tea infuser

Tomato-lentil soup adapted slightly from Madhur Jaffrey’s Curry Easy

Serves 4

Ingredients

800g tomatoes chopped
100g red lentils
475ml chicken stock or water (I used Marigold Swiss Bouillon vegetable stock)
1 tablespoon whole coriander seeds
1 teaspoon whole cumin seeds
1/4 teaspoon ground turmeric
1/2 teaspoon cayenne pepper
1 small to medium onion finely chopped
2.5cm piece of fresh ginger, peeled and chopped
1 handful fresh coriander
10-15 fresh curry leaves
1 teaspoon sea salt

Put the whole spices, curry leaves and ginger into a tea-infuser. Put all the rest of the ingredients, except the salt, into a pan and bring to a simmer.  Immerse the tea-infuser into the soup.  Cover partially, turn the heat to low and simmer very gently for an hour.

Add the salt, stir and taste.  Remove the infuser and with a fork lift out as many of the tomato skins as you can (or have the patience for).  Mash gently with a potato masher or blend in bursts with a stick blender if you like your soup slightly smoother but make sure you retain some texture.  Reheat before serving if necessary, while stirring.

Thank you, thank you @boozychef. I think you should be guest posting on the DXB Gardener.

What are your tips for growing tomatoes (especially in the UAE)?

Keiths tomato

15 Comments
  1. March 21, 2011 1:21 pm

    You get to do some great stuff. I am rubbish at growing tomatoes. We don’t have enough sun so I have never made tomato soup. I like the tea hooha idea 🙂

    • March 24, 2011 9:32 am

      There is so much foodie stuff going on at the moment in Dubai not to mention a wealth of other things. But miss the countryside to unwind. Could do with a long walk in some greenery at the moment.

  2. March 21, 2011 1:26 pm

    You are very kind Sally 🙂 . I’m glad you enjoyed the tomatoes , as always I enjoyed reading your post. I will be doing a tomato dedicated post soon 😉 . You are truly simplistic & inspiring 🙂

    • March 24, 2011 9:33 am

      I’m indebted to you for so much.

  3. March 21, 2011 1:35 pm

    Your husband is lucky to have you as his “gardener”. 😉
    There is nothing quite like a fresh tomato soup – yummy!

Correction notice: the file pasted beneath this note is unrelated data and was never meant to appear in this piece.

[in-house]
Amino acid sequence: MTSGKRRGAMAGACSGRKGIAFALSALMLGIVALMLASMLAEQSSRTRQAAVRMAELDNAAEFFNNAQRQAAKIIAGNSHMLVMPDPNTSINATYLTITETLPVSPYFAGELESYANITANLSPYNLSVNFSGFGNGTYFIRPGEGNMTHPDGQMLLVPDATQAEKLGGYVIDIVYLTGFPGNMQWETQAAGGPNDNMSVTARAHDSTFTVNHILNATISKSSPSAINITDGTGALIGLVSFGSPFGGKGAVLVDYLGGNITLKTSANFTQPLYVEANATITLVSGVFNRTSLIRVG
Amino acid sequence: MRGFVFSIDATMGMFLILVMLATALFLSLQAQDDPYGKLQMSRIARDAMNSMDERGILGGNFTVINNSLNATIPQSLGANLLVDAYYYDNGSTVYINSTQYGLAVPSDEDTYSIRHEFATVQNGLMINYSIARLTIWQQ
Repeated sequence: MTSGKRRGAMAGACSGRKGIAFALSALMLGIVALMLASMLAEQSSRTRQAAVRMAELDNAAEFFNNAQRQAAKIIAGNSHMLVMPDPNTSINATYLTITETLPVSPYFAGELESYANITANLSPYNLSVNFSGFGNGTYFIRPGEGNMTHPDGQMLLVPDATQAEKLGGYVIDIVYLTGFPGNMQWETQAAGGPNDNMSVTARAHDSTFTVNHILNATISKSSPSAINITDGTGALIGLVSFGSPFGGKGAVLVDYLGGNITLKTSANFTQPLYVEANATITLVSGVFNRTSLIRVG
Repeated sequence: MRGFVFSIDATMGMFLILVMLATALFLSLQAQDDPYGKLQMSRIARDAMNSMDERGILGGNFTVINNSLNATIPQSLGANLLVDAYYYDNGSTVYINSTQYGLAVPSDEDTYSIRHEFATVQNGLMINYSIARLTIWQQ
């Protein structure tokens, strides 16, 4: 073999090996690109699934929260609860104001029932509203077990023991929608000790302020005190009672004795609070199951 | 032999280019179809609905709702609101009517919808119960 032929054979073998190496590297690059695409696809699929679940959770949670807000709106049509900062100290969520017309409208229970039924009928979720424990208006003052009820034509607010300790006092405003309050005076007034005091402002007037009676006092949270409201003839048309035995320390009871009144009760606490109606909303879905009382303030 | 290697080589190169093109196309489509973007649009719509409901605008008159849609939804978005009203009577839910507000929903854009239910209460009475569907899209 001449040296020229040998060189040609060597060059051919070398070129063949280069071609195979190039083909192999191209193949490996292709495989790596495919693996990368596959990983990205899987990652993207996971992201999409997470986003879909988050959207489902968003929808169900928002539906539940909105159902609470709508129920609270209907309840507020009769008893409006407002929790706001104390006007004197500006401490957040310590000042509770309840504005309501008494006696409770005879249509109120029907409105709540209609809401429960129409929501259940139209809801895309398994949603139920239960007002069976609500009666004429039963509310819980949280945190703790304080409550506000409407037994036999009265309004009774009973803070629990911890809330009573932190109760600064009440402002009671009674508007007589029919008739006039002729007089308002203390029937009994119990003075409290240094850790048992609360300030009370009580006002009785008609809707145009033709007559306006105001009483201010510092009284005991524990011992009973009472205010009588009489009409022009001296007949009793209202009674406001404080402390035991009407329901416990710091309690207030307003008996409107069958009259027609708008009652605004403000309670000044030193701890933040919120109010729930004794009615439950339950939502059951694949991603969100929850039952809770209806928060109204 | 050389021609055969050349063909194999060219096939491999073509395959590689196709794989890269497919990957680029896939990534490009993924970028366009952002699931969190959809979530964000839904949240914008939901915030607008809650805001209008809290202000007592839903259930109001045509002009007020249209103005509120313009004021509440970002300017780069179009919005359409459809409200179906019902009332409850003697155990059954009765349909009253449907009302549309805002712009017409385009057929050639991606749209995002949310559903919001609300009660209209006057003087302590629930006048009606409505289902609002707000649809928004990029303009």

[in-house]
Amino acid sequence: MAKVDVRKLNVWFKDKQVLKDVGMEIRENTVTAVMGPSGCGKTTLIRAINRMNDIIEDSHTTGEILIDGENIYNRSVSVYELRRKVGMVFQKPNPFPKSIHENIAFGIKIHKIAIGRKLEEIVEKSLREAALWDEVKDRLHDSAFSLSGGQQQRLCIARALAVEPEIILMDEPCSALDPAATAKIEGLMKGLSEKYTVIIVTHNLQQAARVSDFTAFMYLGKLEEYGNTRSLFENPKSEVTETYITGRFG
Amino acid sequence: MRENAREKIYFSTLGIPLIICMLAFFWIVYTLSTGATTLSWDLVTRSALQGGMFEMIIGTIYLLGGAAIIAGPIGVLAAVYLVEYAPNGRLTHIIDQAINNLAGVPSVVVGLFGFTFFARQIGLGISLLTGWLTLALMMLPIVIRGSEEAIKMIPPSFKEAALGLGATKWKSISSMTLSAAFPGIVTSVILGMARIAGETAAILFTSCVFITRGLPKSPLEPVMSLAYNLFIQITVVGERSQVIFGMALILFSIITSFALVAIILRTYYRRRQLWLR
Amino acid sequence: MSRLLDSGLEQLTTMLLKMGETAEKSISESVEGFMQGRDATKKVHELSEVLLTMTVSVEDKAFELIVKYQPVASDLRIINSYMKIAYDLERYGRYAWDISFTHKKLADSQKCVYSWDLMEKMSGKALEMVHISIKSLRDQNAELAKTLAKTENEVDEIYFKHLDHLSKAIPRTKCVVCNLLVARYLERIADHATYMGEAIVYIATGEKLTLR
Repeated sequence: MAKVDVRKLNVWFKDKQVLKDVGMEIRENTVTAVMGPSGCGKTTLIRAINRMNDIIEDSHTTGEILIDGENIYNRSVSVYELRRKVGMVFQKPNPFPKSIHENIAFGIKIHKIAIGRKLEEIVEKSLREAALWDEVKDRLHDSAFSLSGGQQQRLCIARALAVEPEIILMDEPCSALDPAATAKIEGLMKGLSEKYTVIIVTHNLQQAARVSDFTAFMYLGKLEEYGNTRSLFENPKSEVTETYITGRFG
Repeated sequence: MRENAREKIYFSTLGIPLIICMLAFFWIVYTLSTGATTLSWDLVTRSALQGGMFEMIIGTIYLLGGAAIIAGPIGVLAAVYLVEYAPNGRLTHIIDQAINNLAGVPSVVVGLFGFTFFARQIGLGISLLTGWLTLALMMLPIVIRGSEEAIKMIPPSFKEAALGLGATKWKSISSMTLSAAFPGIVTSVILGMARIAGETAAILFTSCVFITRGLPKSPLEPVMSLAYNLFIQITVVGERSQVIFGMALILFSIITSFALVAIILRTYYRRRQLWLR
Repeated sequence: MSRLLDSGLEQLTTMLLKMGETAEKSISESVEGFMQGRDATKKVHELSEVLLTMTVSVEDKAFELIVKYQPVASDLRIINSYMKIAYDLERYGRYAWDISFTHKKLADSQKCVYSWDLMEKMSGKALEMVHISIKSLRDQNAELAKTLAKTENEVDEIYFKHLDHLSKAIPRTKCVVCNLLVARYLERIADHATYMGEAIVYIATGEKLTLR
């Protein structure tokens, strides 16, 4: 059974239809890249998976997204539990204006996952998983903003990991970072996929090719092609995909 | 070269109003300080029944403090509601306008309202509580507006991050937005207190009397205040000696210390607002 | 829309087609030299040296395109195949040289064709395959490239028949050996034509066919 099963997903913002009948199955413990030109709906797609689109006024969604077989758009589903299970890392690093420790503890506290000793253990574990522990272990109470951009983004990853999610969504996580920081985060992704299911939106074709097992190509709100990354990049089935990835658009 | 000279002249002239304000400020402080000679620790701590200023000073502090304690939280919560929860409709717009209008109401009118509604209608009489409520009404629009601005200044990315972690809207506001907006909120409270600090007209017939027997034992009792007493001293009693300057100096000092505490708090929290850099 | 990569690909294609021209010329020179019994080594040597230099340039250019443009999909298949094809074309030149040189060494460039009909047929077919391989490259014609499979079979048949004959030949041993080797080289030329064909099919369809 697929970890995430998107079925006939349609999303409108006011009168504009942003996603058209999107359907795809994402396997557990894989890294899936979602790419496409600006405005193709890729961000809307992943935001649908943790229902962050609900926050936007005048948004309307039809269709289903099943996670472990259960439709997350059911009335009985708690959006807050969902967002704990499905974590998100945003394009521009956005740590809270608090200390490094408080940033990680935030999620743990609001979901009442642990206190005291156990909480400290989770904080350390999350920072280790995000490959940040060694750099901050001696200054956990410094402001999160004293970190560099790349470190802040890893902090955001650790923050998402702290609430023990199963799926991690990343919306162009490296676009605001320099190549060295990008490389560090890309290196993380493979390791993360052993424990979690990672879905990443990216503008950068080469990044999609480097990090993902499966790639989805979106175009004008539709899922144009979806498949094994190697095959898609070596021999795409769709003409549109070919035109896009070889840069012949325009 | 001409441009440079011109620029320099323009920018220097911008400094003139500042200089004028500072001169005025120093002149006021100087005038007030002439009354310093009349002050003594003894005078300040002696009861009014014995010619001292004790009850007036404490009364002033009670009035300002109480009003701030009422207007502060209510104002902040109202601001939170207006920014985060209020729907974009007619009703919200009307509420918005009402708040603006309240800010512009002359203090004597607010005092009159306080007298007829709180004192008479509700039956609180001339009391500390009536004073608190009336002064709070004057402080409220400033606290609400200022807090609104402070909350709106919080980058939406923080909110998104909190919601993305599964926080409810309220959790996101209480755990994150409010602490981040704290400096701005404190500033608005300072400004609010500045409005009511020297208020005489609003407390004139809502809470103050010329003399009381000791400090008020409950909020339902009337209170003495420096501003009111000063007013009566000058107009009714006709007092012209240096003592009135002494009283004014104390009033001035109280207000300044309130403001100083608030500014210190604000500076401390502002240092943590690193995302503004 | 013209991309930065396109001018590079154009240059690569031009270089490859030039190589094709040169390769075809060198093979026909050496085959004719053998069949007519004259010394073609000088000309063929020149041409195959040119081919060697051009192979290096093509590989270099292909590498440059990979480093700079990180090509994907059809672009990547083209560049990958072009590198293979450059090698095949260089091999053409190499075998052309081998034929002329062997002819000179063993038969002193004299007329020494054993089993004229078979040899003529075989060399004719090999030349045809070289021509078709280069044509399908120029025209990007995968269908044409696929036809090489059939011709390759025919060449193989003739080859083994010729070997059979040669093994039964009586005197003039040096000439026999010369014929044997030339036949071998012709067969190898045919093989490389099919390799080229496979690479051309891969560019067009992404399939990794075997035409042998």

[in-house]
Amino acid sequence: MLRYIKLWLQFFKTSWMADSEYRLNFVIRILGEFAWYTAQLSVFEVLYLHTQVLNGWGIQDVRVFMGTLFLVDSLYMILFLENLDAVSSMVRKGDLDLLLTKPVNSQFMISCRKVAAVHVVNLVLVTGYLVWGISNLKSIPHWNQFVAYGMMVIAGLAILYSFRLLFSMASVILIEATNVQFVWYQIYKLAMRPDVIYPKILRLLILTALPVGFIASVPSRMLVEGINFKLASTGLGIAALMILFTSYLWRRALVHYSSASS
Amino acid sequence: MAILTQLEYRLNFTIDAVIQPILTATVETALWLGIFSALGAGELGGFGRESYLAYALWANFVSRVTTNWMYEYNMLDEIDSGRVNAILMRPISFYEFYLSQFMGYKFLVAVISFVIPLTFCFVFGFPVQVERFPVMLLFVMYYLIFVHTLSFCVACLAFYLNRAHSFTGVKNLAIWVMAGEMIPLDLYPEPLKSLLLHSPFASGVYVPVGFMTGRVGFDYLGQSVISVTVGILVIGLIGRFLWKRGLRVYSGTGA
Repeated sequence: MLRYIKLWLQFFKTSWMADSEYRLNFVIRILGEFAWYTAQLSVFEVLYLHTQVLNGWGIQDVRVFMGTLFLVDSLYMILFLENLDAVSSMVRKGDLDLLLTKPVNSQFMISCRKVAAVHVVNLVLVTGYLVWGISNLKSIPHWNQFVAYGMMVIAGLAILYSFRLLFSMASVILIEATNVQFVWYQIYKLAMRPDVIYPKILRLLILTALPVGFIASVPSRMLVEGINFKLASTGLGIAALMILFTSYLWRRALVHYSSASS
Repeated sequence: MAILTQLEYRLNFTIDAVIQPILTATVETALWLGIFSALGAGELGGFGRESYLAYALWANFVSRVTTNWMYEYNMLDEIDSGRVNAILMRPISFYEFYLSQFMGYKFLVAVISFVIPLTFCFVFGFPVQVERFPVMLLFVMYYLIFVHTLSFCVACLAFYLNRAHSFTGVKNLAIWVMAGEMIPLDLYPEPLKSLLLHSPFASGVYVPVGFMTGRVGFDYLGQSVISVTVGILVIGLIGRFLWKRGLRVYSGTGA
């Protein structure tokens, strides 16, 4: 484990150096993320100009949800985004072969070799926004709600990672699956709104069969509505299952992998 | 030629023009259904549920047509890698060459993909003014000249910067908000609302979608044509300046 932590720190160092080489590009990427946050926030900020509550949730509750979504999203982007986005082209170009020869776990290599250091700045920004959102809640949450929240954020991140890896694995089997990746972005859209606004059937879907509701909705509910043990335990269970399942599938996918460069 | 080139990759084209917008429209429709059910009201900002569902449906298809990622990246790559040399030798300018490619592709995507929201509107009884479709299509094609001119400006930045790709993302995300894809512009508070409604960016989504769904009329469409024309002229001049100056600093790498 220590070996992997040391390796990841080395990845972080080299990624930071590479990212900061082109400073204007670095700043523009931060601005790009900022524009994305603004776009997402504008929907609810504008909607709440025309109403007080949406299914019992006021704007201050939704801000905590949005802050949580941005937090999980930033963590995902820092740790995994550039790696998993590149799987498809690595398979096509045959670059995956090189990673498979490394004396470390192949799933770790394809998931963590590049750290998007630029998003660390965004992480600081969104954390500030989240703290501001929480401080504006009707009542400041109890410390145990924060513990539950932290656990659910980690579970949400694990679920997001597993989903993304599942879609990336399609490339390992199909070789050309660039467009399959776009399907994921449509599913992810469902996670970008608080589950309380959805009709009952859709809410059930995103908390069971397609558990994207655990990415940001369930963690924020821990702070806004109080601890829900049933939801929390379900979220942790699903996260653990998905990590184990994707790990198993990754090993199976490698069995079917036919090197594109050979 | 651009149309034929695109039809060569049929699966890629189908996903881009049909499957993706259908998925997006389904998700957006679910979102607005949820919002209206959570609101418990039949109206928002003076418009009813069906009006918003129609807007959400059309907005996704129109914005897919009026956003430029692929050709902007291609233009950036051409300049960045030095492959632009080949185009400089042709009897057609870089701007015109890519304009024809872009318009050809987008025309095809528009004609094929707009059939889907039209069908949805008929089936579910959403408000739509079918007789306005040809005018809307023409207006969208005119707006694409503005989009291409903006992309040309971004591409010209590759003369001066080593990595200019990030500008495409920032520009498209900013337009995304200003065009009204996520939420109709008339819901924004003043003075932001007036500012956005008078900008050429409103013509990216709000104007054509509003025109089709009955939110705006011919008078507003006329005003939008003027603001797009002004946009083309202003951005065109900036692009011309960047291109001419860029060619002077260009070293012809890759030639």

🙂 Mandy

    • March 24, 2011 9:34 am

      I must say he’s been much more hands-on this year and we have better tomatoes…so can’t take all the credit.

  4. March 21, 2011 2:18 pm

    i’m afraid i have no tomato growing tips for you. i wished i had attended madhur jaffrey’s session especially after the way you describe it. sounds like you had a ball 🙂

  5. March 21, 2011 3:12 pm

    Hi Sally,

    Thanks for the link! Some tips I can give on growing tamaters here in Dubai and the region: 1.) Plant or if in containers place them some where they can get at least 4-6 hours of direct sunshine a day when it is not to hot (Nov. – March). 2.) When flowers show up you need to shake the area of the plant where the flowers are a bit to get the pollen to disperse. 3.) Fertilzing is important – organic or not – but be sure to follow the instructions for mixing water soluable fertilzers. 4.) Pest / Disease control – I drop the ball this year and now the plants are basically butt naked because I believe some fungus has killed back the foliage. 5.) And most important a good dose of TLC. Hope this was helpful. I plan to blog about things in preparation of the fall plantings more this summer when I will have more time on my hands. If you have a recipe that requires some cherry tamaters I will be picking the last few over the next couple of days that you are welcome to have. Just leave me a comment on my blog and I will get it.

    • March 24, 2011 9:31 am

      Brilliant Bubba – will keep looking at your site for tips. I’ve had loads of stuff eaten this year – basil completely wiped out. PS Do I dedect a West country accent (tamaters)?

  6. March 22, 2011 11:20 pm

    Thanks for the recco, Sally, I’m a big Madhur Jaffrey fan, but haven’t picked up her latest book yet. Her recipes always seem to work! I wish KP luck with his next round of tomatoes – we had an initially good season and then all the plants got wilt, and we lost the lot! Trying again now..

    • March 24, 2011 9:29 am

      All my basil got eaten this year – very disappointing as the tomatoes are harvesting well now. Loving this new book – made a whole feast yesterday in less than an hour.